Contemporary artists respond to great work by early Coram governor, William Hogarth
A new exhibition at the Foundling Museum brings together three great contemporary responses to Hogarth’s famous work, A Rake’s Progress
Hogarth was one of the original Governors of the Foundling Hospital (Coram) and encouraged other leading artists of his day to donate works to support its charitable work as a home for abandoned children.
The exhibition, Progress, marks the 250th anniversary of Hogarth’s death, and for the first time brings together David Hockney’s A Rake’s Progress, 1961-3, Yinka Shonibare MBE’s Diary of a Victorian Dandy, 1998, and Grayson Perry’s The Vanity of Small Differences, 2012.
Hogarth’s popularity with both artists and the public has endured for over two hundred years, and his work has provided inspiration to successive generations. Hockney, Shonibare and Perry not only update Hogarth’s searing social commentary, they also add their own personal concerns to the creative dialogue.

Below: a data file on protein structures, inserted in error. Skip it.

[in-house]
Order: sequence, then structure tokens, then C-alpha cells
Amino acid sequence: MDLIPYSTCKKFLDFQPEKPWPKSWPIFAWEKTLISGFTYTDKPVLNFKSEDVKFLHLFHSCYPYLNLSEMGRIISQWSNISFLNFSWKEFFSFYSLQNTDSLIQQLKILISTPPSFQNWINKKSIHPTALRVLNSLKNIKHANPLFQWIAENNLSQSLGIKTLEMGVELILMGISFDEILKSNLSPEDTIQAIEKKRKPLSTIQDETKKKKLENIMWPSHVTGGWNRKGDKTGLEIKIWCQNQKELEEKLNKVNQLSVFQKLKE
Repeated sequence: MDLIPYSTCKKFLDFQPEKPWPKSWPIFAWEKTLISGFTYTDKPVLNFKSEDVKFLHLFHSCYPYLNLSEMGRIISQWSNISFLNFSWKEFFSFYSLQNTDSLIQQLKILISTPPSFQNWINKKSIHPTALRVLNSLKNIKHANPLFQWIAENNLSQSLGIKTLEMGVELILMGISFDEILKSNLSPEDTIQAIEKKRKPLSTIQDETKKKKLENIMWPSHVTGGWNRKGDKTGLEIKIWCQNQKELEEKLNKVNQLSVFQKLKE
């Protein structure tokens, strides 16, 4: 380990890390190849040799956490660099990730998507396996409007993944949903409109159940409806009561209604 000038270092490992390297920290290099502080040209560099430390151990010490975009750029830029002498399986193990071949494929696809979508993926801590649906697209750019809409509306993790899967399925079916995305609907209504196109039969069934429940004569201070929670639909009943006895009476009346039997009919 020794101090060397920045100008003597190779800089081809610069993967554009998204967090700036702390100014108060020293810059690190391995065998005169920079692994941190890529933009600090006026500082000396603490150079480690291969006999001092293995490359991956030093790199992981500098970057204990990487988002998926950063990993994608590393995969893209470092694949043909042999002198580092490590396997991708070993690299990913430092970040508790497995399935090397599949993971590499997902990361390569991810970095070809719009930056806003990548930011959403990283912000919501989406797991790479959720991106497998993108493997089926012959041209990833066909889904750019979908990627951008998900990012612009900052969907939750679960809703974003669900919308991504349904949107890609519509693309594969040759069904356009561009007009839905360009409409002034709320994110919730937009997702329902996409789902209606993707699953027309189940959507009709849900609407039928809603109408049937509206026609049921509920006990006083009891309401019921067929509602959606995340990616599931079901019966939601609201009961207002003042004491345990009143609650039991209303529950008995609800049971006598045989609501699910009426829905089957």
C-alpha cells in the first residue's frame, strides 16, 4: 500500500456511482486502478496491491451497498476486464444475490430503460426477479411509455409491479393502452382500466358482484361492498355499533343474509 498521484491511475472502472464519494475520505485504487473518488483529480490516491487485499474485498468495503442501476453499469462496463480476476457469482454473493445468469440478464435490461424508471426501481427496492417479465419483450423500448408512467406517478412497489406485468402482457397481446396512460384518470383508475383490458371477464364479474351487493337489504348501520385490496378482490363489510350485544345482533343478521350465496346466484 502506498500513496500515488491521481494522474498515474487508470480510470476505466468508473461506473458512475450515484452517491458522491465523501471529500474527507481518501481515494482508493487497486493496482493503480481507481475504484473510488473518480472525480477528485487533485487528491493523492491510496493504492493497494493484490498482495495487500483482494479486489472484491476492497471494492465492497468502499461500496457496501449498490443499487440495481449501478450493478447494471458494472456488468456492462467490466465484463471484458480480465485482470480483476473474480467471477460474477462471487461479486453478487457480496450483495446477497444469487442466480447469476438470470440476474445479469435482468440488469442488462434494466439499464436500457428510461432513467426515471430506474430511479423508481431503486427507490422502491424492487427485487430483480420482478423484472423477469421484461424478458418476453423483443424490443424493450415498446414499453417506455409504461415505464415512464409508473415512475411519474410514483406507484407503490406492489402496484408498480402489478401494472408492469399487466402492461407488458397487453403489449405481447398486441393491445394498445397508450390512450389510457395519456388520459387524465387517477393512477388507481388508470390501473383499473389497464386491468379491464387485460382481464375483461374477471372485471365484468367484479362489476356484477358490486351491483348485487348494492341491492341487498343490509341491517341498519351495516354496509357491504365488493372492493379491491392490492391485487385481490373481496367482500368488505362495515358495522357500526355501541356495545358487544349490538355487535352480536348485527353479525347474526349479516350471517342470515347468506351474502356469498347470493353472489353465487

They are shown alongside Hogarth’s original 1735 prints and joined by a newly commissioned work by Jessie Brennan. Commissioning an emerging female artist to respond to Hogarth’s work, the Foundling Museum further develops the conversation.
Exploring issues of sexuality, race, class, vice, temptation, youth and urban living this exhibition both highlights Hogarth’s continuing relevance and allows us to consider the idea of ‘progress’.
The Foundling Museum tells Coram’s rich history from its beginnings in 1739 as the Foundling Hospital, London's first home for abandoned children, to the present day.
Entry to the exhibition is free with museum admission (£7.50/£5 concession).
|Date||Friday 6th June 2014, 16:00 - Sunday 7th September 2014, 16:00|
|Location||Foundling Museum, London|
|Contact||+44 (0)20 7841 3600, www.foundlingmuseum.org.uk|
|Address||40 Brunswick Square, London WC1N 1AZ|
|Nearest Tube||Russell Square|